“We wanted to see whether quantum computers could transform how we solve such complex optimization problems and provide more accurate solutions in less computational times,” said the researchers.

Although the theory behind the potential of quantum computing is well-established, it remains to be found how quantum devices can be used in practice to solve a real-world problem such as the global routing of merchant ships. In mathematical terms, this means finding the right quantum algorithms that could be used to most effectively model the industry’s routing problems, on current or near-term devices.

To do so, IBM and ExxonMobil’s teams started with widely-used mathematical representations of the problem, which account for factors such as the routes traveled, the potential movements between port locations and the order in which each location is visited on a particular route. There are many existing ways to formulate the equation, one of which is called the quadratic unconstrained binary optimization (QUBO) technique, and which is often used in classical computer science.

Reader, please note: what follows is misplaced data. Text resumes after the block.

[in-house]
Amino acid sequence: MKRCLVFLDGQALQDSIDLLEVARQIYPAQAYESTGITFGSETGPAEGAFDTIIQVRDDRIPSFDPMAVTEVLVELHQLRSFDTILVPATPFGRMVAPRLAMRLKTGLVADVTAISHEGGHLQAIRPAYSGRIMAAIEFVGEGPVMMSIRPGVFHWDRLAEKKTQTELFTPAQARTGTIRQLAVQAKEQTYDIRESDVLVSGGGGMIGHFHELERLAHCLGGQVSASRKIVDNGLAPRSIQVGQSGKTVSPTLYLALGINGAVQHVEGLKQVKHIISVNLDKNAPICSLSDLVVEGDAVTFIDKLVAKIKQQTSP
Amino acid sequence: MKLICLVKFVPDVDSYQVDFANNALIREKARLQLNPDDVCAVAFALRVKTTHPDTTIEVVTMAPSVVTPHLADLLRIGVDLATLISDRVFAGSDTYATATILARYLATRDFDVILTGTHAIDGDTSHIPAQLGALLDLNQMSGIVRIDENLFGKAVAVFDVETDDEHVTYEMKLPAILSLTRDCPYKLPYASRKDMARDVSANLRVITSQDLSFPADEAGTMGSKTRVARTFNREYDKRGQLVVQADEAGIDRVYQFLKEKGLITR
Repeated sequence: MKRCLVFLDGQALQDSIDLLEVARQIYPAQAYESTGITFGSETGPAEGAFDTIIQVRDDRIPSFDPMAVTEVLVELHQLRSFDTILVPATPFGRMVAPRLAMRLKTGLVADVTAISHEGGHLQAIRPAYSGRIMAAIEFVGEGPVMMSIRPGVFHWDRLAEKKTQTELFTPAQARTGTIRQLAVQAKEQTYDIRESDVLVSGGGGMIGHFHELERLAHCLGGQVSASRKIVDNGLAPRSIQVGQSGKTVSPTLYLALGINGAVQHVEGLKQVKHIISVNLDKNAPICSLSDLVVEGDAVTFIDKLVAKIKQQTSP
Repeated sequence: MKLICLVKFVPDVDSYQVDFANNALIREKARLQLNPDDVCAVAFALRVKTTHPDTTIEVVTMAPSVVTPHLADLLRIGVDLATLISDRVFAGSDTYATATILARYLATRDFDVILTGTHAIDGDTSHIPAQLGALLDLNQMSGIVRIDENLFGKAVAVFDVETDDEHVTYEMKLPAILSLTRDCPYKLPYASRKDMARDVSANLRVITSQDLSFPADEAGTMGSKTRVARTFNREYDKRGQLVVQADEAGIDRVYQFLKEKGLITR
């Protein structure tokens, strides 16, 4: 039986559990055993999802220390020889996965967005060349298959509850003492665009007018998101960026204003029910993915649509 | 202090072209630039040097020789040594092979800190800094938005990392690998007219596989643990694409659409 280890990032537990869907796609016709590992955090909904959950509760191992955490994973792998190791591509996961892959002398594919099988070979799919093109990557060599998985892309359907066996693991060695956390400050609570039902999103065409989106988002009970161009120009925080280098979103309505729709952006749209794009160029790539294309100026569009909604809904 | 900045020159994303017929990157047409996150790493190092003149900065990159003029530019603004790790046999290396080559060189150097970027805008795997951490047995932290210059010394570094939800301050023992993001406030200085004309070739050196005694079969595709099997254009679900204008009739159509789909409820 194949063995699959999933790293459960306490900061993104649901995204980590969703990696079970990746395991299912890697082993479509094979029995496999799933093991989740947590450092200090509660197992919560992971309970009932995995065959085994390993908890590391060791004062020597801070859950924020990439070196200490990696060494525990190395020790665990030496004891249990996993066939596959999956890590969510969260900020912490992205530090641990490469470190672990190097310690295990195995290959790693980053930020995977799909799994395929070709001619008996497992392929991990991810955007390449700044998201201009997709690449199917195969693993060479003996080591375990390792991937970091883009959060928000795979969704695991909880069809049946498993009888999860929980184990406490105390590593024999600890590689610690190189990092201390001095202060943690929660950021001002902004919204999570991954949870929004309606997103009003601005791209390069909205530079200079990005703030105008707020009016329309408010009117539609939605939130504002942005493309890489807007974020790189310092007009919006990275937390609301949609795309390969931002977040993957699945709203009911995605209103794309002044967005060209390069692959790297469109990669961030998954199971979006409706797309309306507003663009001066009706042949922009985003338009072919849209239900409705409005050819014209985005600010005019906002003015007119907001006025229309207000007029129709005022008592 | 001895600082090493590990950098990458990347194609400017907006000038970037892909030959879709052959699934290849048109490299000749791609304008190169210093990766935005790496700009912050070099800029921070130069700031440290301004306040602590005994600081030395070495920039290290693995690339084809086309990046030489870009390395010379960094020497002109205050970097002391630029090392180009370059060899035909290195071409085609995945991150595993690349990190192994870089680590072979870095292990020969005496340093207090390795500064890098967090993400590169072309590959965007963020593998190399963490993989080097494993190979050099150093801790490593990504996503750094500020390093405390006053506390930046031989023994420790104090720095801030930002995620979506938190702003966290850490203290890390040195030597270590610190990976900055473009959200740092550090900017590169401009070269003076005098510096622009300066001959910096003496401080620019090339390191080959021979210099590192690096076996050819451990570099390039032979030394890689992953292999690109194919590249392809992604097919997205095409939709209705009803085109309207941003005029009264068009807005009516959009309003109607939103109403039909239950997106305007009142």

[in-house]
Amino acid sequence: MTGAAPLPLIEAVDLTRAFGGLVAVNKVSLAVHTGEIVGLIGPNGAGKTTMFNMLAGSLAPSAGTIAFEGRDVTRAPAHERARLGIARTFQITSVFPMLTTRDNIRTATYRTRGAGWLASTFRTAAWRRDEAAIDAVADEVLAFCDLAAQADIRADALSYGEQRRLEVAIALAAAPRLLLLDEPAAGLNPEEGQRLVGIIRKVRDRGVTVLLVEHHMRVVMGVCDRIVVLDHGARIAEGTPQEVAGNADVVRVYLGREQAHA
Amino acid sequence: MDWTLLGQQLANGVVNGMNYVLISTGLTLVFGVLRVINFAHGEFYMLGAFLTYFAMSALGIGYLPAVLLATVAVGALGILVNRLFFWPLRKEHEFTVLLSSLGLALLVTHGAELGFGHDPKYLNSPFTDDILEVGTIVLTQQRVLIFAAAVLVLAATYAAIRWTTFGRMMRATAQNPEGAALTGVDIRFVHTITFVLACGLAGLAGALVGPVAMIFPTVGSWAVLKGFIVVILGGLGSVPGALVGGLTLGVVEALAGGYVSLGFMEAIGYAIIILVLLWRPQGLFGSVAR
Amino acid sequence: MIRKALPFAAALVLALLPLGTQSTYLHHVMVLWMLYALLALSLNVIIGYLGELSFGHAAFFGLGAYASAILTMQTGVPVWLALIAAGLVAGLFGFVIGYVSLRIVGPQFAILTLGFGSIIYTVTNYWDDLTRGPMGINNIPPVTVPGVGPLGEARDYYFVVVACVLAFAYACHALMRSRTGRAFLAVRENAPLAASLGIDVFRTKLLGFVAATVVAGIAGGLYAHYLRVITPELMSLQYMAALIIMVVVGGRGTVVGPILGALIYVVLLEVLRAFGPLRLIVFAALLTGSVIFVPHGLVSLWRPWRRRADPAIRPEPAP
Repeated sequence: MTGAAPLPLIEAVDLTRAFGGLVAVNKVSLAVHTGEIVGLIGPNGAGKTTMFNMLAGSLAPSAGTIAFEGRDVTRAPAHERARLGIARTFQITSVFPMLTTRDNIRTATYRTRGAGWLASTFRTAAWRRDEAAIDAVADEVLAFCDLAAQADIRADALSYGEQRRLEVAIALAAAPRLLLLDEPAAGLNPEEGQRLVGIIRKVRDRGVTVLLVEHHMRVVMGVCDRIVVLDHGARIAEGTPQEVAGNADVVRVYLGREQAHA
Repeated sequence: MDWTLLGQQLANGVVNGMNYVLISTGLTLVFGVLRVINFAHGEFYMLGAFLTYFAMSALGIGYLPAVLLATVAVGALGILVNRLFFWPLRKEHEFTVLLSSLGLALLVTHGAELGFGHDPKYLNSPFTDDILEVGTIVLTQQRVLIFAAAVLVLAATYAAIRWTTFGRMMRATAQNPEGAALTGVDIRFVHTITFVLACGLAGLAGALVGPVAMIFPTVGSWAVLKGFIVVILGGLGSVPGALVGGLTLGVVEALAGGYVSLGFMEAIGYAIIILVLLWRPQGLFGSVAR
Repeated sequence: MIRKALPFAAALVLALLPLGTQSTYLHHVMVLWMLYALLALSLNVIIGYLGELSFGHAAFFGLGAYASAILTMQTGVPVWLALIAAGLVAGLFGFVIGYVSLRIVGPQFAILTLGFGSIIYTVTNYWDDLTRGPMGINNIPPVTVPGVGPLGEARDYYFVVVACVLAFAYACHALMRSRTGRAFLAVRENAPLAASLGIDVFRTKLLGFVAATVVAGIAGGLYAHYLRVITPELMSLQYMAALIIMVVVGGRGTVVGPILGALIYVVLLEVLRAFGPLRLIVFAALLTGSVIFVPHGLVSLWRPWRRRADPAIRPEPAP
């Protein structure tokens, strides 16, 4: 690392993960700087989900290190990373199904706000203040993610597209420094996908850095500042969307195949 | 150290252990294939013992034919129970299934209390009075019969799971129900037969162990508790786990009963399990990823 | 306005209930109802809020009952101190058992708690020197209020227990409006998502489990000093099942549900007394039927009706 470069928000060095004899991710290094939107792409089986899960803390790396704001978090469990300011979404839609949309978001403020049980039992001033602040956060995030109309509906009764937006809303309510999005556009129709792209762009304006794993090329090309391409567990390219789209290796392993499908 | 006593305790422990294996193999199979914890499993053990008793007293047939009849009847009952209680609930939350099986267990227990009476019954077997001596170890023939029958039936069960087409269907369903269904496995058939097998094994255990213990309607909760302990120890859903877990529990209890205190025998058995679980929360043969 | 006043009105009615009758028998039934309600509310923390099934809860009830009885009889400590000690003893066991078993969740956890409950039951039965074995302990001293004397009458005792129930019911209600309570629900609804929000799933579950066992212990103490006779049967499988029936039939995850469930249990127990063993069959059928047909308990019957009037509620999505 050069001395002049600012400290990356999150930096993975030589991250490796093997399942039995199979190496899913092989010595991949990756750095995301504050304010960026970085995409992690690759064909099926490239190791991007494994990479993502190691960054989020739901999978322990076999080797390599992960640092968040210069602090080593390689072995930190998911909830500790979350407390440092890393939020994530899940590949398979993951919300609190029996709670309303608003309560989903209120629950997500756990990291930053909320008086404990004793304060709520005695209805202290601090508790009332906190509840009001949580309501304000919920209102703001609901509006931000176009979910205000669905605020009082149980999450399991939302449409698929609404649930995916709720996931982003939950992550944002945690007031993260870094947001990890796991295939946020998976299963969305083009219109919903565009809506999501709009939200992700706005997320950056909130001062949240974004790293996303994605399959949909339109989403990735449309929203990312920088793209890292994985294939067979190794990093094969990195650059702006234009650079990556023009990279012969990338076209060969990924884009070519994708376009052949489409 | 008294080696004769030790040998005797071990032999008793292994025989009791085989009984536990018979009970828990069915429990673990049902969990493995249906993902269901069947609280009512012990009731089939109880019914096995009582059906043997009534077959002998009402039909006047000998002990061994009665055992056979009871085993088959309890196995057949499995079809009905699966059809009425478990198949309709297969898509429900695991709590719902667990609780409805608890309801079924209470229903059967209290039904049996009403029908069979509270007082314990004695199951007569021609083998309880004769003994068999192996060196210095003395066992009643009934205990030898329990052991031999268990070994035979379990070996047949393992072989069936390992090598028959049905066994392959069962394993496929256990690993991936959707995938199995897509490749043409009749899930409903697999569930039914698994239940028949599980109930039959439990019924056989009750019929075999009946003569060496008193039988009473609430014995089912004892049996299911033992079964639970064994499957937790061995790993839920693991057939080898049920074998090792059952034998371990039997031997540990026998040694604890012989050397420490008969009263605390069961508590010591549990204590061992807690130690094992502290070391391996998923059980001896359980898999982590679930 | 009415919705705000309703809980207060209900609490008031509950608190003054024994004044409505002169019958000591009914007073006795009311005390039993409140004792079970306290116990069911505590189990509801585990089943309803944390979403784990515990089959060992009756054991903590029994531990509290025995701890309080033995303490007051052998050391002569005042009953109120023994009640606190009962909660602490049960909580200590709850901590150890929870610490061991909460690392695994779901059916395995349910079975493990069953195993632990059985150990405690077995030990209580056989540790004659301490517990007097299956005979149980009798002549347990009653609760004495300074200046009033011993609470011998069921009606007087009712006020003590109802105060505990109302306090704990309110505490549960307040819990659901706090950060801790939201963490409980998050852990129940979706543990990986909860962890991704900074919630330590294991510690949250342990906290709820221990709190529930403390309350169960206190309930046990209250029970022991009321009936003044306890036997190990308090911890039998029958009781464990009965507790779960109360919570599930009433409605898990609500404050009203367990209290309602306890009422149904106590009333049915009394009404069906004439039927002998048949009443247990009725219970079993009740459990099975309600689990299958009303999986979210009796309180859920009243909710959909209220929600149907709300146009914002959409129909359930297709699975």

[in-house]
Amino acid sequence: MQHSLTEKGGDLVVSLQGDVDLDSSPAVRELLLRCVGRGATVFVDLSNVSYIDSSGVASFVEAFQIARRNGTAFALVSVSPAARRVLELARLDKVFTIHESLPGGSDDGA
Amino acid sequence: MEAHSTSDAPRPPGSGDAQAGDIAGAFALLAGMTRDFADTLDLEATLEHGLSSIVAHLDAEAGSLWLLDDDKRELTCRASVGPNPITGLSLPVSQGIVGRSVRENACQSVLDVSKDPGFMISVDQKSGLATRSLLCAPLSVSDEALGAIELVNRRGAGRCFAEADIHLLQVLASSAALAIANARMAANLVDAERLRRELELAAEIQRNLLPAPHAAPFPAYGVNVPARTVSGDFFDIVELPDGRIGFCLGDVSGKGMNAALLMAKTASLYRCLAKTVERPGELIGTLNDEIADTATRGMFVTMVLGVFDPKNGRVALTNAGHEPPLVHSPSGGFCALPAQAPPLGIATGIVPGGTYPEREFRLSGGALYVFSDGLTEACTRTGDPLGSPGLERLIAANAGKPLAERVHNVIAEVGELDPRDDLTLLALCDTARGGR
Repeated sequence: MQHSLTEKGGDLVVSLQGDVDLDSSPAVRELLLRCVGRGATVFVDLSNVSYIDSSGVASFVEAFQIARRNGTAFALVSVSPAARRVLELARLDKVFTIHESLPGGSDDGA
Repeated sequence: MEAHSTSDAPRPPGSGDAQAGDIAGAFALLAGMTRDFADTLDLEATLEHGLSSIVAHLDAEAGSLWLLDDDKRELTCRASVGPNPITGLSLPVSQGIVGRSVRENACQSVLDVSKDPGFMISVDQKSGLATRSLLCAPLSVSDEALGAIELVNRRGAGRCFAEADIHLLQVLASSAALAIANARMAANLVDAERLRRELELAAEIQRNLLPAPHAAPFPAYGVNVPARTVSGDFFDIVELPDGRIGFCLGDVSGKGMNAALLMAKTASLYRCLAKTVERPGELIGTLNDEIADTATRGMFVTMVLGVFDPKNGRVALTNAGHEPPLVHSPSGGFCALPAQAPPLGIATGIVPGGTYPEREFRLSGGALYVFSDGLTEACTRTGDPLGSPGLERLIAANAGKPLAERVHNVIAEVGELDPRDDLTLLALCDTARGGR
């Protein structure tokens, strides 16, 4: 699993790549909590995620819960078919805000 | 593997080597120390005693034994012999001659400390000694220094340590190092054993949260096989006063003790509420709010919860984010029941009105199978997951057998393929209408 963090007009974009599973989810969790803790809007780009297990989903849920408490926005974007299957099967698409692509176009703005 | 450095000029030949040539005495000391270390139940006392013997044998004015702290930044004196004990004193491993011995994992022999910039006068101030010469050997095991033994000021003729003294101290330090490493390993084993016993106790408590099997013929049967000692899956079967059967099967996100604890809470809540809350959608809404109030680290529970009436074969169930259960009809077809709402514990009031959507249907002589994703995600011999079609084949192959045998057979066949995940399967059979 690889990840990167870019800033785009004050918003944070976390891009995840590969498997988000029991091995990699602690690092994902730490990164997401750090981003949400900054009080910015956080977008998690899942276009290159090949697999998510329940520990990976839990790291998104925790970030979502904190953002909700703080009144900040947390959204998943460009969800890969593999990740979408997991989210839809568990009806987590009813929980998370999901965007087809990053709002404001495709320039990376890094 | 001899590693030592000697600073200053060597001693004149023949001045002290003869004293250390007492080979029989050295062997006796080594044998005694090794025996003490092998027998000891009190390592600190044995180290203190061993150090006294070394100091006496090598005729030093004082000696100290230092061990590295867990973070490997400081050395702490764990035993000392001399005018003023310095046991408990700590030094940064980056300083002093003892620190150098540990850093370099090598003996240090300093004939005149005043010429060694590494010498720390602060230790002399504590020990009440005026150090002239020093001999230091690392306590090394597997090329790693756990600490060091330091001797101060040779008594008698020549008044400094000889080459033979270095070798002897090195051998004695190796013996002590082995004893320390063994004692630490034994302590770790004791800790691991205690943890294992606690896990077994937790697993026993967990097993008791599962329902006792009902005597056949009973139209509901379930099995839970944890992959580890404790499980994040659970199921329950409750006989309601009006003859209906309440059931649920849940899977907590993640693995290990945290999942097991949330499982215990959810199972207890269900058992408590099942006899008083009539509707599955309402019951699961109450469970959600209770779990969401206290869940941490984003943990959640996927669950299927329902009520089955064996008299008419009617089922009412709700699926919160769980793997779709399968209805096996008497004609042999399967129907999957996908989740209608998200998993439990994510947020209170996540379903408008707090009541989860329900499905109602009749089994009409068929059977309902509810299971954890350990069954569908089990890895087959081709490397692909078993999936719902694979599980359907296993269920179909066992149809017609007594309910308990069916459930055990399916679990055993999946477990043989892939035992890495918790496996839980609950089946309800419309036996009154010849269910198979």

The next question was to find out whether well-known models like QUBO can be solved with quantum algorithms – and if so, which solvers work better. Using IBM’s Qiskit optimization module, which was released last year to assist developers in building quantum optimization algorithms, the team tested various quantum algorithms labeled with unbeatably exotic names: the Variational Quantum Eigensolver (VQE), the Quantum Approximate Optimization Algorithm (QAOA), and Alternating Direction Method of Multiplier (ADMM) solvers.

After running the algorithms on a simulated quantum device, the researchers found that models like QUBO could effectively be solved by quantum algorithms, and that depending on the size of the problem, some solvers showed better results than others.

In another promising finding, the team said that the experiment showed some degree of inexactness in solving QUBOs is tolerable. “This is a promising feature to handle the inherent noise affecting the quantum algorithms on real devices,” said the researchers.